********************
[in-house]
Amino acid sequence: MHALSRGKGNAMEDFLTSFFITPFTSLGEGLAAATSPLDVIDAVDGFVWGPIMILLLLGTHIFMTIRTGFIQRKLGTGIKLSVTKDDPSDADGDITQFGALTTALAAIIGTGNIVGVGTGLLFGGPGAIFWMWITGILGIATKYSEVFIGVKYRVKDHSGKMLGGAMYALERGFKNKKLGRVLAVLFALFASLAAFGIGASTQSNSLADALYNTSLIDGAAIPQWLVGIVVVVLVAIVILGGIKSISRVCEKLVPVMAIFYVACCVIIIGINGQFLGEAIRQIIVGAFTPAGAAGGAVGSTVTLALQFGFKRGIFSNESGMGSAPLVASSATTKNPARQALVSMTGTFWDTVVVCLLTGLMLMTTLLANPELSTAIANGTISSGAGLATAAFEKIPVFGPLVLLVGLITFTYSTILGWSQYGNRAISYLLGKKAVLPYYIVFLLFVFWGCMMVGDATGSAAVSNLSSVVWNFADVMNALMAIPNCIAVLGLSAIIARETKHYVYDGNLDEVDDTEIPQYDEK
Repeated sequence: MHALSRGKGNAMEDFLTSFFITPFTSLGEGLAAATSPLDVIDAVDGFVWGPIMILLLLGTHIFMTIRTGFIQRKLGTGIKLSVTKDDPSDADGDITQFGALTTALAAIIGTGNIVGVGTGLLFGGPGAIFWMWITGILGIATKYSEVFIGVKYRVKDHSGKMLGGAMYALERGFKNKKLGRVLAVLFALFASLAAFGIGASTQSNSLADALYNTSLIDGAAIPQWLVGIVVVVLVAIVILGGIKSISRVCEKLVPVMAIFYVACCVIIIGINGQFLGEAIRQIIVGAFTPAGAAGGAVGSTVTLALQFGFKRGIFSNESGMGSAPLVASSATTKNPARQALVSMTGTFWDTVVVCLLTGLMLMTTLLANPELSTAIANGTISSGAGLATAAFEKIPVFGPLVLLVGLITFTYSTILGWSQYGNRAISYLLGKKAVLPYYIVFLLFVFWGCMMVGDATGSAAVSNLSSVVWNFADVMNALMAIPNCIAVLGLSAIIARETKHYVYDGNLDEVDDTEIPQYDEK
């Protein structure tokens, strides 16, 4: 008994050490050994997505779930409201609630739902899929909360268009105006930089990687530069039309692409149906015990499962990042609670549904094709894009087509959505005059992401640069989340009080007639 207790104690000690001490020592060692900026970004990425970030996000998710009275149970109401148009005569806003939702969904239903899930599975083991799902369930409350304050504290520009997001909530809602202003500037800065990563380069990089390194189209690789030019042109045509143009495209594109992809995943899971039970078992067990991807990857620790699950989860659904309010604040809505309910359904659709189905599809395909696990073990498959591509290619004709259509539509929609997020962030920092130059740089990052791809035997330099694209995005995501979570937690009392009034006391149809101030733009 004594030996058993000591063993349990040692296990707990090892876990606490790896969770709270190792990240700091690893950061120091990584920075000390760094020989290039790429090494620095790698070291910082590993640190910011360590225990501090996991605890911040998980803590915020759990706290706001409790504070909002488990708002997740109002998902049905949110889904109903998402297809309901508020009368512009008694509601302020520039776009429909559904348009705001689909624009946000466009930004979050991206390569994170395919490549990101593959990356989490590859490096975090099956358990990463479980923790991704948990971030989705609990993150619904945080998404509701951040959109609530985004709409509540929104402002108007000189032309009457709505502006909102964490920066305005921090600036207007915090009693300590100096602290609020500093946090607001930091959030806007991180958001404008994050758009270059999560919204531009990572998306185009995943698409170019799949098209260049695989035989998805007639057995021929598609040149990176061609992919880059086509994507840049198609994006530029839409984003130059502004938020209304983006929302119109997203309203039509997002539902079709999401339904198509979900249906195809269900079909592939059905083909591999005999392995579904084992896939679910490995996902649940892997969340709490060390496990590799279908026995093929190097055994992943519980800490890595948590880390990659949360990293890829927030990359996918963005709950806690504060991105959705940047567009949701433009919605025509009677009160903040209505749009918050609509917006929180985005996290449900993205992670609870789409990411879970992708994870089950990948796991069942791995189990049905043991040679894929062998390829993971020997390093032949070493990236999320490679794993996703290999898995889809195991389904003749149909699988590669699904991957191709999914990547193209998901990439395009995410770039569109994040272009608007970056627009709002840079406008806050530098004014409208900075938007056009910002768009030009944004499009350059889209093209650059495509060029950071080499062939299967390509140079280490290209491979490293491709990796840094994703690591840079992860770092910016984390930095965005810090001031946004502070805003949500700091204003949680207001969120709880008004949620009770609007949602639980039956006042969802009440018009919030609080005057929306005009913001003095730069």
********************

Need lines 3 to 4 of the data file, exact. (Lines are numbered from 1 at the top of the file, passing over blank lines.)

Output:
Repeated sequence: MHALSRGKGNAMEDFLTSFFITPFTSLGEGLAAATSPLDVIDAVDGFVWGPIMILLLLGTHIFMTIRTGFIQRKLGTGIKLSVTKDDPSDADGDITQFGALTTALAAIIGTGNIVGVGTGLLFGGPGAIFWMWITGILGIATKYSEVFIGVKYRVKDHSGKMLGGAMYALERGFKNKKLGRVLAVLFALFASLAAFGIGASTQSNSLADALYNTSLIDGAAIPQWLVGIVVVVLVAIVILGGIKSISRVCEKLVPVMAIFYVACCVIIIGINGQFLGEAIRQIIVGAFTPAGAAGGAVGSTVTLALQFGFKRGIFSNESGMGSAPLVASSATTKNPARQALVSMTGTFWDTVVVCLLTGLMLMTTLLANPELSTAIANGTISSGAGLATAAFEKIPVFGPLVLLVGLITFTYSTILGWSQYGNRAISYLLGKKAVLPYYIVFLLFVFWGCMMVGDATGSAAVSNLSSVVWNFADVMNALMAIPNCIAVLGLSAIIARETKHYVYDGNLDEVDDTEIPQYDEK
């Protein structure tokens, strides 16, 4: 008994050490050994997505779930409201609630739902899929909360268009105006930089990687530069039309692409149906015990499962990042609670549904094709894009087509959505005059992401640069989340009080007639 207790104690000690001490020592060692900026970004990425970030996000998710009275149970109401148009005569806003939702969904239903899930599975083991799902369930409350304050504290520009997001909530809602202003500037800065990563380069990089390194189209690789030019042109045509143009495209594109992809995943899971039970078992067990991807990857620790699950989860659904309010604040809505309910359904659709189905599809395909696990073990498959591509290619004709259509539509929609997020962030920092130059740089990052791809035997330099694209995005995501979570937690009392009034006391149809101030733009 004594030996058993000591063993349990040692296990707990090892876990606490790896969770709270190792990240700091690893950061120091990584920075000390760094020989290039790429090494620095790698070291910082590993640190910011360590225990501090996991605890911040998980803590915020759990706290706001409790504070909002488990708002997740109002998902049905949110889904109903998402297809309901508020009368512009008694509601302020520039776009429909559904348009705001689909624009946000466009930004979050991206390569994170395919490549990101593959990356989490590859490096975090099956358990990463479980923790991704948990971030989705609990993150619904945080998404509701951040959109609530985004709409509540929104402002108007000189032309009457709505502006909102964490920066305005921090600036207007915090009693300590100096602290609020500093946090607001930091959030806007991180958001404008994050758009270059999560919204531009990572998306185009995943698409170019799949098209260049695989035989998805007639057995021929598609040149990176061609992919880059086509994507840049198609994006530029839409984003130059502004938020209304983006929302119109997203309203039509997002539902079709999401339904198509979900249906195809269900079909592939059905083909591999005999392995579904084992896939679910490995996902649940892997969340709490060390496990590799279908026995093929190097055994992943519980800490890595948590880390990659949360990293890829927030990359996918963005709950806690504060991105959705940047567009949701433009919605025509009677009160903040209505749009918050609509917006929180985005996290449900993205992670609870789409990411879970992708994870089950990948796991069942791995189990049905043991040679894929062998390829993971020997390093032949070493990236999320490679794993996703290999898995889809195991389904003749149909699988590669699904991957191709999914990547193209998901990439395009995410770039569109994040272009608007970056627009709002840079406008806050530098004014409208900075938007056009910002768009030009944004499009350059889209093209650059495509060029950071080499062939299967390509140079280490290209491979490293491709990796840094994703690591840079992860770092910016984390930095965005810090001031946004502070805003949500700091204003949680207001969120709880008004949620009770609007949602639980039956006042969802009440018009919030609080005057929306005009913001003095730069």